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In the late nineteenth century, kerosene lamps were widely used for illumination. They were effective and affordable, though had the nontrivial disadvantage of being a significant fire hazard; a lamp knocked over by accident, could end up burning down a building.

Given that the potential fire hazard was quite obvious, one would expect people to do something about it. It's common knowledge that throwing water on an oil fire is counterproductive. Looking at the advice given for chip-pan fires today, it tends to involve things like chemical fire extinguishers and calling 911, neither of which would've been available in the nineteenth century.

The one thing I can see that would be potentially applicable is putting a metal lid over the fire; you could keep a metal tray to hand for placing over spilled burning oil.

Are there any records of people in fact doing that? Or of using any other fire suppression measures that I haven't thought of?

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    Can you explain further why kerosene would be such a difference to the problem presented by candles, oil lamps or really any open flame? But especially the oil lamps seem to conform on most if not all ways of being a hazard you describe? – LаngLаngС Jul 25 '20 at 10:42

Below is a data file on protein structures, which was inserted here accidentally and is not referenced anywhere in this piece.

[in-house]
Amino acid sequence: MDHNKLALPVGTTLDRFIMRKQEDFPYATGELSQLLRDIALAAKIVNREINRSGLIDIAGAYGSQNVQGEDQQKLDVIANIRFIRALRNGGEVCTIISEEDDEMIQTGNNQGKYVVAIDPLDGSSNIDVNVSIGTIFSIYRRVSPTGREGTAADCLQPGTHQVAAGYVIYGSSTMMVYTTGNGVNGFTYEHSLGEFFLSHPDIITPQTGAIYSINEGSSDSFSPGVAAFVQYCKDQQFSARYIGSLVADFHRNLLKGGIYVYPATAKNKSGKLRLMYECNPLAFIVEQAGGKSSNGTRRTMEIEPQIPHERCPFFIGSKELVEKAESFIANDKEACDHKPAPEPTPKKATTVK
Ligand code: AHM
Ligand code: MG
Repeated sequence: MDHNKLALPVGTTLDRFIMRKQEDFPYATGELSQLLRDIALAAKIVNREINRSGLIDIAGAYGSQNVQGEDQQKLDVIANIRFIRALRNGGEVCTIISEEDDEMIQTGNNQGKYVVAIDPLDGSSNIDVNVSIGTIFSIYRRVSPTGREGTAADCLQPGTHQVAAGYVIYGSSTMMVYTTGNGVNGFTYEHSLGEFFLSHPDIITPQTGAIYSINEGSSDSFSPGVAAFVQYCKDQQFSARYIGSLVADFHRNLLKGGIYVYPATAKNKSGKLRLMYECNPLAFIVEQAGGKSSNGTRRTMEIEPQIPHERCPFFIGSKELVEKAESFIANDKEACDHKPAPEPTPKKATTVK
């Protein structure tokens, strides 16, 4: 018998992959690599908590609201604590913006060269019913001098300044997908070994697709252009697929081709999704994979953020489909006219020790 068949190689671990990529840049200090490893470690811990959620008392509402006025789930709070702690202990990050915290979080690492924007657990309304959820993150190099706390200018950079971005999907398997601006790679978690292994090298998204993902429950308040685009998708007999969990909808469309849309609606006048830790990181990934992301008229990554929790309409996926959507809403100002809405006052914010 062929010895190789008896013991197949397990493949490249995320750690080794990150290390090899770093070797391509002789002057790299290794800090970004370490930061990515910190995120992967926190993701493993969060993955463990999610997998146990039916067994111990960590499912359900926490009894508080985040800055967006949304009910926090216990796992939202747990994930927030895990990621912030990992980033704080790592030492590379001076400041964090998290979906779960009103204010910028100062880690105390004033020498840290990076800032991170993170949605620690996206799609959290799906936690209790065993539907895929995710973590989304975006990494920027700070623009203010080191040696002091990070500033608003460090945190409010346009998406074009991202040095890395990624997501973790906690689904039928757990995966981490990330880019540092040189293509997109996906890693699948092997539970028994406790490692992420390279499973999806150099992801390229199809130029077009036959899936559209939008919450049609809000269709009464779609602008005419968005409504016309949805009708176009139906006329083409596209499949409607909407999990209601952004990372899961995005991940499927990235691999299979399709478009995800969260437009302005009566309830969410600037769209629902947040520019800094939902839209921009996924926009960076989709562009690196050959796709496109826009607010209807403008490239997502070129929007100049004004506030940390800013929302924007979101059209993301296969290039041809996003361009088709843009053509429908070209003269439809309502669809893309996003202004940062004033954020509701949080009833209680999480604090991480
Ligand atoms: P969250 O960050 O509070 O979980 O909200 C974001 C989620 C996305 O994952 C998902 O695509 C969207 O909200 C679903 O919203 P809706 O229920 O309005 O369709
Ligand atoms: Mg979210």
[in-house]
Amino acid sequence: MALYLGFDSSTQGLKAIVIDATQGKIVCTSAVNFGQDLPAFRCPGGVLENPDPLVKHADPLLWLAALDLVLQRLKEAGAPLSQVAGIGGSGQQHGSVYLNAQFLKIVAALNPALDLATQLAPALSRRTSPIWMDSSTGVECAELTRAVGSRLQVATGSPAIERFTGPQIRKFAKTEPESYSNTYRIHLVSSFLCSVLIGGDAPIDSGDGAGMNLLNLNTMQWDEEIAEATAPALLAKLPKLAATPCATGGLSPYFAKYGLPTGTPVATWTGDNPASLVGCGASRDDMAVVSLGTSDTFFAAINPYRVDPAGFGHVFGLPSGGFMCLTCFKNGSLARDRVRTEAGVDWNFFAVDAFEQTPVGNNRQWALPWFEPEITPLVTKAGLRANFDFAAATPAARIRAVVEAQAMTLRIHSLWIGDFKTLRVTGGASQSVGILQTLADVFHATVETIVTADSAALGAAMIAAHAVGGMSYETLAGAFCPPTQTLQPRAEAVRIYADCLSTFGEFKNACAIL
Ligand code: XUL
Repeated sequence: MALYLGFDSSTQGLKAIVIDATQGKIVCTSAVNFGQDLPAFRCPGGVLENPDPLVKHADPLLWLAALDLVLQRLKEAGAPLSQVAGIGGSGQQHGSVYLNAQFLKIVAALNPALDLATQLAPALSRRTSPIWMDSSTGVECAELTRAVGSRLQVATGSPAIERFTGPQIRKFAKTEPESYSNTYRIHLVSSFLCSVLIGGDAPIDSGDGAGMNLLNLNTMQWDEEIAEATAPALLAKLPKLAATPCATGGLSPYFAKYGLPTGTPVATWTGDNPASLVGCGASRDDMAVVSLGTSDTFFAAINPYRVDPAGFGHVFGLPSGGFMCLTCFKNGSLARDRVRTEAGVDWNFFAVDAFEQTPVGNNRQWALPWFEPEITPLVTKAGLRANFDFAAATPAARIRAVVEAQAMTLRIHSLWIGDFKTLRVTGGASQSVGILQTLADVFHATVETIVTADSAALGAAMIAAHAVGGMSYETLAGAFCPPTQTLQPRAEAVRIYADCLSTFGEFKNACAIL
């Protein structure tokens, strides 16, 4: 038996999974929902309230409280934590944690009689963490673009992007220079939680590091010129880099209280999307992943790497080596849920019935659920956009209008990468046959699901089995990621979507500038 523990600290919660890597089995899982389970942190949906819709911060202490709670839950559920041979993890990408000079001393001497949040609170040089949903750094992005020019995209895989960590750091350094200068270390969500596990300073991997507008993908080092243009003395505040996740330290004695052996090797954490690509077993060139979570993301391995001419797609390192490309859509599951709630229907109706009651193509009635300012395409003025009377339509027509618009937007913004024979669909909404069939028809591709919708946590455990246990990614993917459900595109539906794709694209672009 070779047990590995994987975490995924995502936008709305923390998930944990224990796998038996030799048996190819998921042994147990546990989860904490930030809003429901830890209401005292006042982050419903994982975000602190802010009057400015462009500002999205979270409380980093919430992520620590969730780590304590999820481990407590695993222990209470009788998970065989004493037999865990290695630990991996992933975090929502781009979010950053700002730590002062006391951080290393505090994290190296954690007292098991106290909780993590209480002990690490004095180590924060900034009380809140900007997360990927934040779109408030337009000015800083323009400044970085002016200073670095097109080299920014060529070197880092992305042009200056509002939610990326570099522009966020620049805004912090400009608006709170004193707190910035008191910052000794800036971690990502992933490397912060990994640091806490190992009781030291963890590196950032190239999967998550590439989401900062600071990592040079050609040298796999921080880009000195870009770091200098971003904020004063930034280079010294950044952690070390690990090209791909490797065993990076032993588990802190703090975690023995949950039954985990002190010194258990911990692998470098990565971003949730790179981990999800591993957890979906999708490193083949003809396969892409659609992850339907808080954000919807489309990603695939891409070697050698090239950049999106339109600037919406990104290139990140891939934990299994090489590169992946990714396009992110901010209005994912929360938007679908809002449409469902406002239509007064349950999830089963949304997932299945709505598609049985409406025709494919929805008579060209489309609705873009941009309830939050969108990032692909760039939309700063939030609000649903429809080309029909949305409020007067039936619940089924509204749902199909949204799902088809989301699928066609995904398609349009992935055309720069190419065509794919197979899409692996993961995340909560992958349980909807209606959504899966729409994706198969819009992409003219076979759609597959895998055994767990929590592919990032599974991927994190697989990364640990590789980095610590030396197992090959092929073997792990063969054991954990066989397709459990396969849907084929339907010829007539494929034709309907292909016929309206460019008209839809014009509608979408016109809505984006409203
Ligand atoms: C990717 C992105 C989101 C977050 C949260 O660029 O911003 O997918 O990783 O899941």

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    Modern oil lamps (which don't necessarily burn kerosene) actually aren't that much of a fire hazard. In the common flat wick type, the only part that's hot enough to burn the oil is the end of the wick. Knock it over, and the oil in the base usually spills out and cools the wick to where the oil won't burn. en.wikipedia.org/wiki/Kerosene_lamp – jamesqf Jul 25 '20 at 17:27
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    Not sure if it is something that people used back then, but you can put out some fires with sand or with a wet blanket. – Jan Jul 26 '20 at 11:49

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